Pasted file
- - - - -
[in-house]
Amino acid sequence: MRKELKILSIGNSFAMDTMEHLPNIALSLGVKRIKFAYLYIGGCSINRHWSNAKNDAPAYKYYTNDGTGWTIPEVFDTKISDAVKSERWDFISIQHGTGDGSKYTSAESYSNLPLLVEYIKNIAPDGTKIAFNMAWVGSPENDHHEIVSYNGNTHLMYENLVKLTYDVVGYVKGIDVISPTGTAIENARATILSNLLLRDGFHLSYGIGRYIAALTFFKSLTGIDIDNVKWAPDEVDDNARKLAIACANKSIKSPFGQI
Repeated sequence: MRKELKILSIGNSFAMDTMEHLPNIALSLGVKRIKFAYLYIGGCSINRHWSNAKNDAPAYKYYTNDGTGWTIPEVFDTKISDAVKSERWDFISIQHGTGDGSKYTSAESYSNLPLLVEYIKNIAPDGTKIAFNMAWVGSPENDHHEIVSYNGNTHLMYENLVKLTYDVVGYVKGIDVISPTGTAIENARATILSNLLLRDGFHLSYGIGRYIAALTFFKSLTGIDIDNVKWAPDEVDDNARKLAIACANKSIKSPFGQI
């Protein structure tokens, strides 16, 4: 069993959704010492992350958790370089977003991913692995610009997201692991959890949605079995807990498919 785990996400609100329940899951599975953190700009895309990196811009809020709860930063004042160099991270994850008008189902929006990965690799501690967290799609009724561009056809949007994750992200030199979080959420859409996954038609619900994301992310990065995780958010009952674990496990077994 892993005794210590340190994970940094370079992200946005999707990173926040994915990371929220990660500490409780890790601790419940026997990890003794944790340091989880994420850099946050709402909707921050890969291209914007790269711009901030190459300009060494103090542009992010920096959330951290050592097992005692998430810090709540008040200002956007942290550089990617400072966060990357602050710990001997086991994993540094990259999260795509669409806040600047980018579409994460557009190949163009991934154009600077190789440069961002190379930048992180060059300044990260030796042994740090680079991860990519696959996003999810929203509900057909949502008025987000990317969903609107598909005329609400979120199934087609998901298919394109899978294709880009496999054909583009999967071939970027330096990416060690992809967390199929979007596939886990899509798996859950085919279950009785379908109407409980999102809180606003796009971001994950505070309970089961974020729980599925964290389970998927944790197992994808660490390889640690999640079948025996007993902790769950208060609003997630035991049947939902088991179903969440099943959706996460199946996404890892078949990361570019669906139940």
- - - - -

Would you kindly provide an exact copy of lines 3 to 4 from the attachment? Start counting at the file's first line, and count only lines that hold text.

Repeated sequence: MRKELKILSIGNSFAMDTMEHLPNIALSLGVKRIKFAYLYIGGCSINRHWSNAKNDAPAYKYYTNDGTGWTIPEVFDTKISDAVKSERWDFISIQHGTGDGSKYTSAESYSNLPLLVEYIKNIAPDGTKIAFNMAWVGSPENDHHEIVSYNGNTHLMYENLVKLTYDVVGYVKGIDVISPTGTAIENARATILSNLLLRDGFHLSYGIGRYIAALTFFKSLTGIDIDNVKWAPDEVDDNARKLAIACANKSIKSPFGQI
């Protein structure tokens, strides 16, 4: 069993959704010492992350958790370089977003991913692995610009997201692991959890949605079995807990498919 785990996400609100329940899951599975953190700009895309990196811009809020709860930063004042160099991270994850008008189902929006990965690799501690967290799609009724561009056809949007994750992200030199979080959420859409996954038609619900994301992310990065995780958010009952674990496990077994 892993005794210590340190994970940094370079992200946005999707990173926040994915990371929220990660500490409780890790601790419940026997990890003794944790340091989880994420850099946050709402909707921050890969291209914007790269711009901030190459300009060494103090542009992010920096959330951290050592097992005692998430810090709540008040200002956007942290550089990617400072966060990357602050710990001997086991994993540094990259999260795509669409806040600047980018579409994460557009190949163009991934154009600077190789440069961002190379930048992180060059300044990260030796042994740090680079991860990519696959996003999810929203509900057909949502008025987000990317969903609107598909005329609400979120199934087609998901298919394109899978294709880009496999054909583009999967071939970027330096990416060690992809967390199929979007596939886990899509798996859950085919279950009785379908109407409980999102809180606003796009971001994950505070309970089961974020729980599925964290389970998927944790197992994808660490390889640690999640079948025996007993902790769950208060609003997630035991049947939902088991179903969440099943959706996460199946996404890892078949990361570019669906139940």